Reactive oxygen species, mitochondria and regulation of Ca2+
We show here that a fall in ROS during hypoxia correlated with elevation of Ca2+, whilst restoration of ROS levels to those seen at 20% by three disparate reagents (H2O2, Co2+ or antimycin A) all resulted in decreased Ca2+. Hypoxia also induced depolarization of mitochondria, indicative of a reduction in electron flow through the mitochondrial electron transport chain, and hence ROS production. Addition of antimycin A also blocks electron transport to the terminal complexes, acting at the Qi site of complex III to increase ROS output , as also observed in the present work. It is thus likely that reduced production of ROS from mitochondria is involved in the rise in Ca2+, as proposed for O2-induced changes in NHE activity and intracellular pH . In the case of H+, however, perturbed homeostasis on change in O2 tension is observed rapidly, within a few minutes . Effects on Ca2+ appear to occur over a much longer time course, despite sharing sensitivity to ROS levels. The reason for this is not immediately apparent. It may be that Ca2+ homeostasis, as a more critical modulator of chondrocyte function, is better protected than pH. Alternatively, it may be that the mechanism involves genomic effects, such as though involving HIF. In addition, a link between Ca2+ and pH in chondrocytes has been shown previously, with alkalinisation causing a rise in Ca2+ . Since chondrocytes acidify in response to low O2, however, rather than increasing their pH, the hypoxia-induced rise in Ca2+ cannot be secondary to changes in pH.
O2 tension exerts a significant effect on cytoplasmic Ca2+ levels of articular chondrocytes, with the proposed mechanism involving ROS from mitochondria. Results emphasise the importance of O2 to chondrocyte function and that of using realistic O2 tensions when studying the pathophysiology of articular cartilage.
This work was supported by the BBSRC, UK.
- Silver IA: Measurement of pH and ionic composition of pericellular sites. Phil Trans Roy Soc B. 1975, 271: 261-272. 10.1098/rstb.1975.0050.View ArticleGoogle Scholar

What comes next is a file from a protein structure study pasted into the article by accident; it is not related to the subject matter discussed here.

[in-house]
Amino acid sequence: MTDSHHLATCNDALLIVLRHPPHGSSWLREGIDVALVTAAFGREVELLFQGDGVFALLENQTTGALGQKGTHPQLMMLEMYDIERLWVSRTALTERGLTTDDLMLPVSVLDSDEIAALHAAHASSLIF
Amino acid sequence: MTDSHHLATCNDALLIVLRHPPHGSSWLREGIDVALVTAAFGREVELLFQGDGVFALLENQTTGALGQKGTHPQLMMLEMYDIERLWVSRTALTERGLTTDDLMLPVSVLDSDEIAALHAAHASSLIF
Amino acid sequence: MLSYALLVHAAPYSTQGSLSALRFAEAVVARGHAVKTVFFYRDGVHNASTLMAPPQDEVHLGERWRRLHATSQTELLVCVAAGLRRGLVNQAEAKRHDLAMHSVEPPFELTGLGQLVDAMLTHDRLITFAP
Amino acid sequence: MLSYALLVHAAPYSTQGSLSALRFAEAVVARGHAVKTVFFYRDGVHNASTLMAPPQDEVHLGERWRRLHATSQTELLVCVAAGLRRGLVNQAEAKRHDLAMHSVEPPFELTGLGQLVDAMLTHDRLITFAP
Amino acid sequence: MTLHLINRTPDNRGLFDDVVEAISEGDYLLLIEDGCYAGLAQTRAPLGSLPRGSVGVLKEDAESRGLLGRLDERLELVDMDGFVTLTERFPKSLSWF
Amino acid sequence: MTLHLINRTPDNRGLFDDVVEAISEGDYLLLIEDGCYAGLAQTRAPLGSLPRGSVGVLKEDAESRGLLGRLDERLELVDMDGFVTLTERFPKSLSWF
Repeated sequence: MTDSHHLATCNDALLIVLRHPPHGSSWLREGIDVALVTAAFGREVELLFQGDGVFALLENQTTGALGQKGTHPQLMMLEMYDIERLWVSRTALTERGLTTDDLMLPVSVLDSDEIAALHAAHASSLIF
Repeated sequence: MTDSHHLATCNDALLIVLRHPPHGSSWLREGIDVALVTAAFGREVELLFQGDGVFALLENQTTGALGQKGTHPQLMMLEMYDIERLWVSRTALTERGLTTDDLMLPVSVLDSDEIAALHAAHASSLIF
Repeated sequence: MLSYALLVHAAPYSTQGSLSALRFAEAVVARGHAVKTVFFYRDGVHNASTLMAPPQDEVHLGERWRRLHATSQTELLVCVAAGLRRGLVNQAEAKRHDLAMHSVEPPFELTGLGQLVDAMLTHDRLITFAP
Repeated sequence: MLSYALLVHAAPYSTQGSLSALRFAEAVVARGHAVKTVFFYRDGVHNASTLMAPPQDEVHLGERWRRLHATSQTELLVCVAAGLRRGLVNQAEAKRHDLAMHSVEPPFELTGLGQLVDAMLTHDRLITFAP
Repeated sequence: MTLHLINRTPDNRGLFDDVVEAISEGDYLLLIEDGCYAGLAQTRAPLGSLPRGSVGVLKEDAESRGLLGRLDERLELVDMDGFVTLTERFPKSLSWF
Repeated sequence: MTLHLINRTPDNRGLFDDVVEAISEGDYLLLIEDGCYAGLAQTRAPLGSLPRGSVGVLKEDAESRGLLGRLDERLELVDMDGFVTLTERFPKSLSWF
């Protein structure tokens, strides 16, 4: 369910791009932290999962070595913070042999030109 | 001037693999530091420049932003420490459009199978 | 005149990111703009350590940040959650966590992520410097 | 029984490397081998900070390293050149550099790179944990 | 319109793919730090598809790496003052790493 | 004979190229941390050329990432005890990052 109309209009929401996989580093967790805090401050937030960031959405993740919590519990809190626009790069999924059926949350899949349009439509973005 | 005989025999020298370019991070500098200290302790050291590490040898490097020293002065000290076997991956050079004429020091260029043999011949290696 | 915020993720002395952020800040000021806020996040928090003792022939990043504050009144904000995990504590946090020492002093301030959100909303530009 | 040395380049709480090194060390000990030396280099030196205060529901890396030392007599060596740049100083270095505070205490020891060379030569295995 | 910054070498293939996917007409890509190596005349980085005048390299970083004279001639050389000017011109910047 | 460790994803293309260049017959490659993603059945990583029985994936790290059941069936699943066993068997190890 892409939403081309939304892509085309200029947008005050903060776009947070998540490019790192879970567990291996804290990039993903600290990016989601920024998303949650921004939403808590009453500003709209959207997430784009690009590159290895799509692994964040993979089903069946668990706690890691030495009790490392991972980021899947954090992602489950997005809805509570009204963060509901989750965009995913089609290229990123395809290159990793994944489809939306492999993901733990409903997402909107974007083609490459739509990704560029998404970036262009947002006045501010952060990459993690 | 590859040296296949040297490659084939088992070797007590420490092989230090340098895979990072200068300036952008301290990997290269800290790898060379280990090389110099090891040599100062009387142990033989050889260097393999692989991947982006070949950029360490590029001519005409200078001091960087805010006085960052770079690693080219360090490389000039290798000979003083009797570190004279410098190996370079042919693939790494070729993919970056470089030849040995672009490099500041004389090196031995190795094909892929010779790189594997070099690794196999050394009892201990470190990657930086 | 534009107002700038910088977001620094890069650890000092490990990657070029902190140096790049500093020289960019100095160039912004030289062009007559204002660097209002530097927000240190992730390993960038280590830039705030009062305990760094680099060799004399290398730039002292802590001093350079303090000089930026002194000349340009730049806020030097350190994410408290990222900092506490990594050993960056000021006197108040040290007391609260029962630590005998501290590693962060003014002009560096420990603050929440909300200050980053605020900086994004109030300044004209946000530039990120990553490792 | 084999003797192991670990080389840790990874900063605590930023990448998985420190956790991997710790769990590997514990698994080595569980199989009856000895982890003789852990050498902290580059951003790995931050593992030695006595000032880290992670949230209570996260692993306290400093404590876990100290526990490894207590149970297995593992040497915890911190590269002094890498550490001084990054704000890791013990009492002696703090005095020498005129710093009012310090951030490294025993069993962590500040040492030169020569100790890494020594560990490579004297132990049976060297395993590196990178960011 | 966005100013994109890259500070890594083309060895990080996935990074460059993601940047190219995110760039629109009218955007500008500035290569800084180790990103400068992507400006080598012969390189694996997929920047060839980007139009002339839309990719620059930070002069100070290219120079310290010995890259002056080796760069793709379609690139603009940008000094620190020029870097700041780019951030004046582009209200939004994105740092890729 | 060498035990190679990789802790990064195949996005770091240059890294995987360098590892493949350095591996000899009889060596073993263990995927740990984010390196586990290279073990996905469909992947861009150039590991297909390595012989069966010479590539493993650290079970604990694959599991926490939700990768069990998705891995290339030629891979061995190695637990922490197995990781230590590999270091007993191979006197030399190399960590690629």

- Zhou S, Chiu Z, Urban JPG: Factors affecting the oxygen concentration gradient from the synovial surface of articular cartilage to the cartilage-bone interface: a modelling study. Arthritis Rheum. 2004, 50: 3915-3924. 10.1002/art.20675.View ArticlePubMedGoogle Scholar
- Lee RB, Urban JPG: Evidence for a negative Pasteur effect in articular cartilage. Biochem J. 1997, 321: 95-102.PubMed CentralView ArticlePubMedGoogle Scholar
- Grimshaw MJ, Mason RM: Bovine articular chondrocyte function in vitro depends upon oxygen tension. Osteoarthritis Cartil. 2000, 8: 386-392. 10.1053/joca.1999.0314.View ArticleGoogle Scholar
- Gibson JS, Milner PI, White R, Fairfax TPA, Wilkins RJ: Oxygen and reactive oxygen species in articular cartilage: modulators of ionic homeostasis. Pflug Archiv. 2008, 455: 563-573. 10.1007/s00424-007-0310-7.View ArticleGoogle Scholar
- Chandel NS, Schumacker PT: Cellular oxygen sensing by mitochondria: old questions, new insight. J Appl Physiol. 2000, 88: 1880-1889. 10.1063/1.1303764.View ArticlePubMedGoogle Scholar
- Milner PI, Fairfax TPA, Browning JA, Wilkins RJ, Gibson JS: The effect of O2 tension on pH homeostasis in equine articular chondrocytes. Arthritis Rheum. 2006, 54: 3523-3532. 10.1002/art.22209.View ArticlePubMedGoogle Scholar
- Milner PI, Wilkins RJ, Gibson JS: The role of mitochondrial reactive oxygen species in pH regulation in articular chondrocytes. Osteoarthritis Cart. 2007, 15: 735-742. 10.1016/j.joca.2007.01.008.View ArticleGoogle Scholar
- Tattersall AL, Meredith D, Furla P, Shen M-R, Ellory JC, Wilkins RJ: Molecular and functional identification of the Na+/H+ exchange isoforms NHE1 and NHE3 in isolated bovine articular chondrocytes. Cell Physiol Biochem. 2003, 13: 215-222. 10.1159/000072424.View ArticlePubMedGoogle Scholar
- Wilkins RJ, Browning JA, Ellory JC: Surviving in a matrix: membrane transport in articular chondrocytes. J Membrane Biol. 2000, 177: 95-108. 10.1007/s002320001103.View ArticleGoogle Scholar
- Nevo Z, Beit-Or A, Eilam Y: Slowing down aging of cultured embryonal chick chondrocytes by maintenance under lowered oxygen tension. Mech Ageing Develop. 1988, 45: 157-165. 10.1016/0047-6374(88)90105-4.View ArticleGoogle Scholar
- Sanchez JC, Wilkins RJ: Mechanisms involved in the increase in intracellular calcium following hypotonic shock in bovine articular chondrocytes. Gen Physiol Biophys. 2003, 22: 487-500.PubMedGoogle Scholar
- Brighton CT, Kitajima T, Hunt RM: Zonal analysis of cytoplasmic components of articular cartilage chondrocytes. Arthritis Rheum. 1984, 27: 1290-1299. 10.1002/art.1780271112.View ArticlePubMedGoogle Scholar
- Stockwell RA: Morphometry of cytoplasmic components of mammalian articular chondrocytes and corneal keratocytes: species and zonal variations of mitochondria in relation to nutrition. J Anat. 1991, 175: 251-261.PubMed CentralPubMedGoogle Scholar
- Martin JA, Buckwalter JA: The role of chondrocyte senescence in the pathogenesis of osteoarthritis and in limiting cartilage repair. J Bone Joint Surg. 2003, 85A: 106-110.Google Scholar
- Mignotte F, Champagne A-M, Froger-Gaillard B, Benel L, Gueride M, Adolphe M, Mounolou JC: Mitochondrial biogenesis in rabbit articular chondrocytes transferred to culture. Biol Cell. 1991, 71: 67-72. 10.1016/0248-4900(91)90052-O.View ArticlePubMedGoogle Scholar